The Children’s Bookstore in Baltimore is one of the first recipients of James Patterson’s grants. The Children’s Bookstore in Baltimore is one of the first recipients of James Patterson’s grants.

James Patterson — one of the most popular authors in the world — is taking a page from the book of Dolly Levi, who famously said, “Money, pardon the expression, is like manure. It’s not worth a thing unless it’s spread around, encouraging young things to grow.”

Last year, the bestselling thriller writer announced plans to distribute grants to help independent bookstores, and this week the first checks went out to almost 60 stores around the country: more than $250,000 in amounts ranging from $2,000 to $15,000. Patterson has said he will give away $1 million before he’s done.

One of those lucky stores is The Children’s Bookstore in the Roland Park neighborhood of Baltimore.

JoAnn Fruchtman, a former artist and teacher, has owned the small store for 35 years. She was stunned by the boldness and generosity of Patterson’s plan.

“I’ve met a lot of authors,” she said, “and a lot of authors have supported indie bookstores, for sure, but this is really amazing.”

She never formally applied for a grant. She just wrote Patterson a letter back in November “commending him for doing what he’s doing.”

In her letter, Fruchtman also described the history of her store and its efforts to help Baltimore City public schools. For the past 15 years, she’s been raising money from the community so that teachers can apply for grants to pay for books to use in their classroom. “So, for example, if a high school class is doing a unit on World War II,” she explains, “they can get copies of ‘Night,’ by Elie Wiesel. And then the kids get to keep the books.” Through this program, The Children’s Bookstore has given away tens of thousands of books.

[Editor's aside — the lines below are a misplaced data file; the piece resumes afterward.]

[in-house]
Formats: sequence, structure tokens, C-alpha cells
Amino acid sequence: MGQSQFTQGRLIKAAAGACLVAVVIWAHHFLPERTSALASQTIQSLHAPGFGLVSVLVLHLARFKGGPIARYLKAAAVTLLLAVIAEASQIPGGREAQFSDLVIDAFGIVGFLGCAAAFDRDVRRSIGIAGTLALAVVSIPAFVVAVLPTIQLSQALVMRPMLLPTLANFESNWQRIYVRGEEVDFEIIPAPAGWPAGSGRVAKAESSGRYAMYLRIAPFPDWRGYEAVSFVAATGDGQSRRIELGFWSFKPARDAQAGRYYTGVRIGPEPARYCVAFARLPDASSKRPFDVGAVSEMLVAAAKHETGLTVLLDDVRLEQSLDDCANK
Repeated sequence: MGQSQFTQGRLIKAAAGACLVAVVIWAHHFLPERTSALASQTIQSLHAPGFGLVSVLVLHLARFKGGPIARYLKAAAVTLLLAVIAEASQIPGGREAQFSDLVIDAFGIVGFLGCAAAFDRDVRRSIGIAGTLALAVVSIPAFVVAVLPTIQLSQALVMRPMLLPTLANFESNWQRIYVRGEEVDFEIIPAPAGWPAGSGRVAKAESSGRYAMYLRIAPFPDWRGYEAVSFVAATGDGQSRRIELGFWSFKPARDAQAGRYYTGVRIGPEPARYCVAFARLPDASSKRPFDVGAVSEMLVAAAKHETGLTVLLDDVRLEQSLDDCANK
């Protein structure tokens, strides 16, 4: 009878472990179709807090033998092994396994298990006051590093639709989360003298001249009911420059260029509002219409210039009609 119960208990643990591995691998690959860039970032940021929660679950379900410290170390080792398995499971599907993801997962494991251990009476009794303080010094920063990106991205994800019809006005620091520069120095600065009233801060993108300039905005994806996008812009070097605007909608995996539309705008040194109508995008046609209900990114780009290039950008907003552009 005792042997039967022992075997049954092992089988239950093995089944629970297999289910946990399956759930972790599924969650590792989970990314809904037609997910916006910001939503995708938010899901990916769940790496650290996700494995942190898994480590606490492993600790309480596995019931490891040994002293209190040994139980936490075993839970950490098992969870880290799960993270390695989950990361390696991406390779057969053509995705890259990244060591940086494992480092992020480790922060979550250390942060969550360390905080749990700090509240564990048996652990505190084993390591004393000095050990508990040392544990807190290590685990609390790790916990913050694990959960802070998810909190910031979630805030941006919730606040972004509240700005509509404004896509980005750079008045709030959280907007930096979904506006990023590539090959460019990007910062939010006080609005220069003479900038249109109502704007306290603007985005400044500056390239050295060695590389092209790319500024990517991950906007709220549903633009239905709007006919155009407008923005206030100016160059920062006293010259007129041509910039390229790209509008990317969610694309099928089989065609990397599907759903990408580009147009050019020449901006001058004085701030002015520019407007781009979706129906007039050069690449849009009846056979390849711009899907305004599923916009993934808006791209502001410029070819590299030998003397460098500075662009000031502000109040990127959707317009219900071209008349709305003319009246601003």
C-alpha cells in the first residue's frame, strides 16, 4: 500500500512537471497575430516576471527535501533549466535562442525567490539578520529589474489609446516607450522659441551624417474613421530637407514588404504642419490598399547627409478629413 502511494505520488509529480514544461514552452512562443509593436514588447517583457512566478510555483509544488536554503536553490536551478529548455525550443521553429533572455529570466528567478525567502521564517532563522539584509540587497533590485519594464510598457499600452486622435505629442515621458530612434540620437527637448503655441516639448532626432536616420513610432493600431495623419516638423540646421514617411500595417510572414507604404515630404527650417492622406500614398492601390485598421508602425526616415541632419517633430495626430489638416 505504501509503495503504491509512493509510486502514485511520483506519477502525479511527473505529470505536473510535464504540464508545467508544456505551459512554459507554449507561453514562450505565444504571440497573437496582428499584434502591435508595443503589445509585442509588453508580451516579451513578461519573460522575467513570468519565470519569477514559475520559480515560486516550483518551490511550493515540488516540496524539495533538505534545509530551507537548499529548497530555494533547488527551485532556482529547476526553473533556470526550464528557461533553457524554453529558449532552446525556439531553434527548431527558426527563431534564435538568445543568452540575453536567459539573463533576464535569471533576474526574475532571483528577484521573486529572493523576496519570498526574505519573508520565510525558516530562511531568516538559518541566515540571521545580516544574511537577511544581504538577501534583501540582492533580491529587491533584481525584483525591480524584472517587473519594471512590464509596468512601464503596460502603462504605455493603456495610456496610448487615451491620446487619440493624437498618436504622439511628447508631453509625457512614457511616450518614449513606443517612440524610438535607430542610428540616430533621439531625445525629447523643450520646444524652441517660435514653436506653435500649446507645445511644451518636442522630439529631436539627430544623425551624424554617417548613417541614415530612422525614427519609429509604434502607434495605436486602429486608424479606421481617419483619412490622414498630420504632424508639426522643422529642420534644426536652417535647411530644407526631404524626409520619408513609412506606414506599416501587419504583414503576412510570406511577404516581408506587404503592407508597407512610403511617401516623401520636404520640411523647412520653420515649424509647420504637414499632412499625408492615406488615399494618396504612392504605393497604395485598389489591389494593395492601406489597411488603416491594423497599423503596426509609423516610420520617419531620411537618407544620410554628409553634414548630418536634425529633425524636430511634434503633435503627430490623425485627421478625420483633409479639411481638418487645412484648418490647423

Obviously, Patterson was impressed, though Fruchtman says she does not yet know the size of the grant her store has received.

Fruchtman gives the credit to the people she works with. “My staff is fabulous,” she says. “They all read. They all love literature. They all love to recommend books. The success of the store has to do with the fact that we’re just totally devoted to our kids — and getting them excited about books.